Forecasters say this week's temperatures could be the hottest in six years, but the recipe for staying cool is the same as it is every year around this time — plenty of water to drink, light clothing, sunscreen for bare skin and a cool place to spend the hottest hours of the day.

Forecasters say this week's temperatures could be the hottest in six years, but the recipe for staying cool is the same as it is every year around this time — plenty of water to drink, light clothing, sunscreen for bare skin and a cool place to spend the hottest hours of the day.

Monday's 105 degrees made it the hottest day so far this summer, and "the heat will continue into early next week," said Mike Petrucelli, a National Weather Service meteorologist in Medford.

"We're going to gradually get cooler," he said, "but remain in the mid-90s."

Forecasters were predicting a high of 105-106 degrees today, 103 on Wednesday, 100 on Thursday, 97 on Friday, 96 on Saturday and 93 by Sunday.

So far this year, there have been six days of 100 degree heat, as measured at the weather service office at the Medford airport.

"This time last year we were in the 80s, got up to 95 and then back down," Petrucelli said.

Late-July temperatures have not been this hot since 2003, when temperatures reached 105 on July 28, 108 on July 29 and 107 on July 30.

"Basically the high pressure aloft has been sitting over us getting hotter and hotter," said Marc Spilde, a National Weather Service meteorologist in Medford.

Simple precautions can help minimize the misery, Petrucelli said.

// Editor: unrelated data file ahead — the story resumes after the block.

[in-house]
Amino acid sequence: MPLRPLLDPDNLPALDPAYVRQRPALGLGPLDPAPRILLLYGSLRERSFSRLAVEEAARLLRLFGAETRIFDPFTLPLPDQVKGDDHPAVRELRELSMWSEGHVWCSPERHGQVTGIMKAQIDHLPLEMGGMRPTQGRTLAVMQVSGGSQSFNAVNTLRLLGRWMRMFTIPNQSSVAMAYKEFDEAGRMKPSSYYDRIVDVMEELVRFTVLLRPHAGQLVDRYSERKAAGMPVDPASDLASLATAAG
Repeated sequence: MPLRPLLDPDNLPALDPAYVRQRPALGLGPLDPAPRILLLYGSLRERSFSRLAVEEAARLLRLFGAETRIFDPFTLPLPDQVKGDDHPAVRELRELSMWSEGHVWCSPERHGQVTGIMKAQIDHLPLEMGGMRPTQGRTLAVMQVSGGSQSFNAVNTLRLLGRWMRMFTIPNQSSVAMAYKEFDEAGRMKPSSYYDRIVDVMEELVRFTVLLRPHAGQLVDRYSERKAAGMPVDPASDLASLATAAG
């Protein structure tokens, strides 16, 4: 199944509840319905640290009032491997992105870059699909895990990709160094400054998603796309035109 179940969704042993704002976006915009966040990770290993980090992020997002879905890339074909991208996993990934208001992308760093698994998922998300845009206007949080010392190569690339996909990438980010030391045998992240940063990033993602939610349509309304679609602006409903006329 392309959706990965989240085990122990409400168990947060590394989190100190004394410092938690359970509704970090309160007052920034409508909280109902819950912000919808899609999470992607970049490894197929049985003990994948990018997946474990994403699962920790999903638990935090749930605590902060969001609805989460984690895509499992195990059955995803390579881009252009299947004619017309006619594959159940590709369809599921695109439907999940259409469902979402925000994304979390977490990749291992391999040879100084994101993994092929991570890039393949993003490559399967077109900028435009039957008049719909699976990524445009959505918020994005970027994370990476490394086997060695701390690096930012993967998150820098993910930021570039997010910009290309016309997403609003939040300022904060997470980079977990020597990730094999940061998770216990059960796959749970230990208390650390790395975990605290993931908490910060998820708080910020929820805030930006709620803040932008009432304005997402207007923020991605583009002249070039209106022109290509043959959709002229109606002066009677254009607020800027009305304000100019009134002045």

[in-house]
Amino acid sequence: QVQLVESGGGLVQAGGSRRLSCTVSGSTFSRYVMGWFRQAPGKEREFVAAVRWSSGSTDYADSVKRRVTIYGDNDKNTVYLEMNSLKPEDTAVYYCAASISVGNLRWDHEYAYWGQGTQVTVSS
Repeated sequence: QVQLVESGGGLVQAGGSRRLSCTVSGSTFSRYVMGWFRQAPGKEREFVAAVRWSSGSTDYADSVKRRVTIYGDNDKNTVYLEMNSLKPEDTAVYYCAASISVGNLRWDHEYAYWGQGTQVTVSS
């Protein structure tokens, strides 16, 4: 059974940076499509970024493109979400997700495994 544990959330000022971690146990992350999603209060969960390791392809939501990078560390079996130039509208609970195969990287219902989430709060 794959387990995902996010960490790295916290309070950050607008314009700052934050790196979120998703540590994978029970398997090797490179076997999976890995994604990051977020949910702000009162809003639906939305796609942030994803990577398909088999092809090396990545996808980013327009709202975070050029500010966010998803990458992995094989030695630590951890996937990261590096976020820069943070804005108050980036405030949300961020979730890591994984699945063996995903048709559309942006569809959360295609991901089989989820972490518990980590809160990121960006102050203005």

"The main thing is to not be in direct sunlight for extended periods of time," he said. He also recommended exercising in the morning and drinking plenty of water.

"You may not feel thirsty," he said. "You may not sweat much, but moisture is still evaporating and leaving your body."

The heat sent several people to local hospitals over the past few days. Providence Medford Medical Center treated four heat-related cases, and Rogue Valley Medical Center had two.

The extreme heat brought hundreds of people to the Rogue River in search of relief.

"Have you felt that water?" said Christine Hobbs, 26, a teacher from the Los Angeles area, as she pointed to the Rogue River. "This is the best time to go."

Hobbs and a group of family members all braved Monday's heat to raft down the Rogue River for the eighth time this year.

"It's a little bit adventurous, cools you down and you get a tan," said her friend, Amy Owens, 27.

Raft Rite Rentals in Shady Cove set a record Saturday when it rented 65 rafts, "even with the fair going on," said Andrew Paullin, one of the Raft Rite crew.

"We're already probably sold out next weekend," he said.

Paullin recommended boaters call to reserve a raft or Tahiti in advance.

Medford's Jackson Pool has been filling up as the temperature soars.

"This summer we pretty consistently, with the exception of fair week, have been at capacity (200 people) from 1 to 3 p.m. at Jackson," said Sue McKenna, Medford Parks and Recreation aquatics supervisor. "And numbers were up 50 or 60 (people) from fair week last year at Hawthorne (pool)."

McKenna said she expects even more swimmers as the days get hotter. Jackson Pool is open to the public from 1 to 3 p.m., 3:15 to 5:15 p.m. and 7:30 to 9:15 p.m. Monday through Friday. Hawthorne Pool is open 1 to 3 p.m. Monday through Friday. Admission is $1 for kids; $2 for adults.

Reach intern Teresa Thomas at 776-4464.